Fidelity National Information Services Inc. plans a recapitalization and share buyback after an investor group ended talks to acquire the company in what would have been the largest leveraged buyout in three years.

"Further details will be provided as soon as appropriate," Fidelity said Tuesday in a press release. "There can be no assurance of the potential outcome or timing of this potential recapitalization and share repurchase."

Blackstone Group LP, Thomas H. Lee Partners LP and TPG Capital dropped a plan to bid for Fidelity, of Jacksonville, Fla., two people familiar with the decision said Monday.

The news hit Fidelity's share price. At midmorning Tuesday, its shares were at $27.43, down 5.02% from Monday's close.

Talks fell apart as Fidelity sought a higher price, said the people, who declined to be identified because the negotiations are private. The private-equity firms had offered more than $15 billion, or about $32 a share, according to the people.

That would have been the largest leveraged buyout since Blackstone's $20 billion takeover in July 2007 of what's now known as Hilton Worldwide. The breakdown of talks underscores the fragile recovery of buyouts, which surged to a record $1.6 trillion from 2005 to 2007 before the financial crisis froze credit markets.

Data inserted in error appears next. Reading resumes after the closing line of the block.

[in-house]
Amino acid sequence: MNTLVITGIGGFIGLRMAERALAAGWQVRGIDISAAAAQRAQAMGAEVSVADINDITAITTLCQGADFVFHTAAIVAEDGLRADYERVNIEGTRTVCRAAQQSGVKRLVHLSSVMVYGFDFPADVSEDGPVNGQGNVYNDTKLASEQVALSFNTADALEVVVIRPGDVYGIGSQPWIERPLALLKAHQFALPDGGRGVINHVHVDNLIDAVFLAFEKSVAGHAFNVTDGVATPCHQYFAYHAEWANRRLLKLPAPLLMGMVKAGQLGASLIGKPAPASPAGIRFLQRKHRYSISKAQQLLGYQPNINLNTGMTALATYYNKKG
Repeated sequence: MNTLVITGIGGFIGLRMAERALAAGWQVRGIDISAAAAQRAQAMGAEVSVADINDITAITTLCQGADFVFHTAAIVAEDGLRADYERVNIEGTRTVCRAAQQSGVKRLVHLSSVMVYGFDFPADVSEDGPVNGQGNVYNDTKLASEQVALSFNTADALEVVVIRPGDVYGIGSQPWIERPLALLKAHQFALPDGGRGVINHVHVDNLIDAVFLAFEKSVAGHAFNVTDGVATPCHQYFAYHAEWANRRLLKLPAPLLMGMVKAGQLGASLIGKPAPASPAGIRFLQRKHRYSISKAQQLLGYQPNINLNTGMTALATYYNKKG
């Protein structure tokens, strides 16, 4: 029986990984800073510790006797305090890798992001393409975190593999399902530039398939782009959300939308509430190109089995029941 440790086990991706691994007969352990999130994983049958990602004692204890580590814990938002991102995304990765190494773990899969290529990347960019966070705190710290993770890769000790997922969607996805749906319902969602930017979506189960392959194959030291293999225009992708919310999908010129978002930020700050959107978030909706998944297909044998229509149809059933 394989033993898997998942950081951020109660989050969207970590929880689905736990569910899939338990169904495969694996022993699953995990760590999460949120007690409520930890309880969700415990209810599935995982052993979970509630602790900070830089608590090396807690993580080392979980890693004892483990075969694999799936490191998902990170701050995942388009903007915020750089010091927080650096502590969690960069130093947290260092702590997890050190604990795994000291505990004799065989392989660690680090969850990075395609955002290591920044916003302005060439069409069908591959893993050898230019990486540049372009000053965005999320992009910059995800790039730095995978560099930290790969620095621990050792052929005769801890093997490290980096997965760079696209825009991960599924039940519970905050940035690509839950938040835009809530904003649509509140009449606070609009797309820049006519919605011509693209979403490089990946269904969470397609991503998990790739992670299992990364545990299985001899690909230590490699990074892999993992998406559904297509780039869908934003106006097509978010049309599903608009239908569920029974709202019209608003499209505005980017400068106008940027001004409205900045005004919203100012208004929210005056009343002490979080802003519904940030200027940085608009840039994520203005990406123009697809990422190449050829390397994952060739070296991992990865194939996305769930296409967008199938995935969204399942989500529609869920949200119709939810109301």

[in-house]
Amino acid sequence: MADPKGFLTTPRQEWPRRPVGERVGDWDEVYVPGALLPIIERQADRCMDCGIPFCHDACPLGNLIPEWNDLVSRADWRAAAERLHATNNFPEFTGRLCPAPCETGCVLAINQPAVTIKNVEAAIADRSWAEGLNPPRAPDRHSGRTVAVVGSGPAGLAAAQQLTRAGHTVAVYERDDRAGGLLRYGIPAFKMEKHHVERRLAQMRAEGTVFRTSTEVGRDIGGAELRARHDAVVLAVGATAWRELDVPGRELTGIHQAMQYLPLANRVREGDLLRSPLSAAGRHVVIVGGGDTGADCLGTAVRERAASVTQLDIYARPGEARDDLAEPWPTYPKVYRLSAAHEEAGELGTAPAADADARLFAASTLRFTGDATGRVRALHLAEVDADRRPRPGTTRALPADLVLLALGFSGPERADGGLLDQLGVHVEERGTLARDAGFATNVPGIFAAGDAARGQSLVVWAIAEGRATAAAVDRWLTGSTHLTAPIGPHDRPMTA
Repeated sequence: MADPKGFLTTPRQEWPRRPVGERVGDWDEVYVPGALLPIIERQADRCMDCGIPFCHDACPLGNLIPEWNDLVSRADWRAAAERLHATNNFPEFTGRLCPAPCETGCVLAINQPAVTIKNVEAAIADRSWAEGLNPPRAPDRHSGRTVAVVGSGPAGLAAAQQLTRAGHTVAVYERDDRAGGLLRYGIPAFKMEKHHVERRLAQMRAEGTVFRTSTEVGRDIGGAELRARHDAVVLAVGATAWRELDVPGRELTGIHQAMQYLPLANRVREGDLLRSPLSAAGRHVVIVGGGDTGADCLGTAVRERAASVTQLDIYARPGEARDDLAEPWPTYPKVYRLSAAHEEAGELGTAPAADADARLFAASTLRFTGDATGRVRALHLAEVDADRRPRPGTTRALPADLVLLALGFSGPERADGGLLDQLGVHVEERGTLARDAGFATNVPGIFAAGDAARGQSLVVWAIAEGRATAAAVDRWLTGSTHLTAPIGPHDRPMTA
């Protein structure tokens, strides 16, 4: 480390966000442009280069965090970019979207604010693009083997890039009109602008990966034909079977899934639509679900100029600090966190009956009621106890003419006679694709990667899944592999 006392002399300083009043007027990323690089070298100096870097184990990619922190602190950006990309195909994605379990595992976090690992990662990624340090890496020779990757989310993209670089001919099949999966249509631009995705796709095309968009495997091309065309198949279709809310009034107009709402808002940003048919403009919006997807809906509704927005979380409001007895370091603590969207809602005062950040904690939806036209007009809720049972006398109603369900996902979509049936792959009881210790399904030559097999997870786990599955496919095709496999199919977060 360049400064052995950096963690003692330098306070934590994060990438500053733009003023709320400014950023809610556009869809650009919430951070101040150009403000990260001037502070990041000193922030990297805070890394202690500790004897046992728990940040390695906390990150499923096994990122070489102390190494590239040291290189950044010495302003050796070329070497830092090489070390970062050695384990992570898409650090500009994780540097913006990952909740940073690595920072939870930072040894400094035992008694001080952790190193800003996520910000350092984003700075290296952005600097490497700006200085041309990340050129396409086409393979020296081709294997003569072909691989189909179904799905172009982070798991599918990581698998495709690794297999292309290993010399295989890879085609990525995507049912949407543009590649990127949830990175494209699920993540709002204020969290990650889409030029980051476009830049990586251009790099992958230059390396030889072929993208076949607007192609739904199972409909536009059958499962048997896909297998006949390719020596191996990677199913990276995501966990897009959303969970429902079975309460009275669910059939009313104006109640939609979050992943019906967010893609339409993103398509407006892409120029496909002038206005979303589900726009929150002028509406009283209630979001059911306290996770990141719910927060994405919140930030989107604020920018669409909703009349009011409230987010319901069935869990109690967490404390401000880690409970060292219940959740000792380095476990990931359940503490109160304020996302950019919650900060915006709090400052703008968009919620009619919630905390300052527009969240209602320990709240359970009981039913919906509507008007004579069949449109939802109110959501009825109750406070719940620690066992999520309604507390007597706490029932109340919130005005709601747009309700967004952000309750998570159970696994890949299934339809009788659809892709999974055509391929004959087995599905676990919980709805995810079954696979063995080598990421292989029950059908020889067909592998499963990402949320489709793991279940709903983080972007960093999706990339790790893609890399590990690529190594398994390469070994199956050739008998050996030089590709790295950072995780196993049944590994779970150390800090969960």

"What we had a couple years ago was a once-every-30-years environment, and you don't expect that to come back anytime soon," said Steven Kaplan, a professor at the University of Chicago Booth School of Business. "The fact that they were considering it and that the banks were willing to do it means the market has thawed."

Buyouts announced by private-equity firms are at $25.2 billion so far this year, compared with $5.71 billion during the same period in 2009, according to data compiled by Bloomberg News. The firms are eager to spend the $500 billion of committed, unspent capital from institutional investors, according to Preqin Ltd., which provides research to private-equity companies. "They want to do deals because of the capital overhang," Kaplan said.

Blackstone and the other managers envisioned a deal that involved about $5 billion of equity they and additional buyout firms would commit, and banks had offered about $10 billion in financing, according to a person familiar with the deal.

Bank of America Corp., Barclays PLC, Citigroup Inc., Credit Suisse Group AG, Deutsche Bank AG and JPMorgan Chase & Co. were among the banks working on financing the takeover, said other people with knowledge of the matter.

Fidelity processes payments and issues cards for more than 14,000 financial companies globally. It had a profit of $105.9 million in 2009 on revenue of $3.77 billion.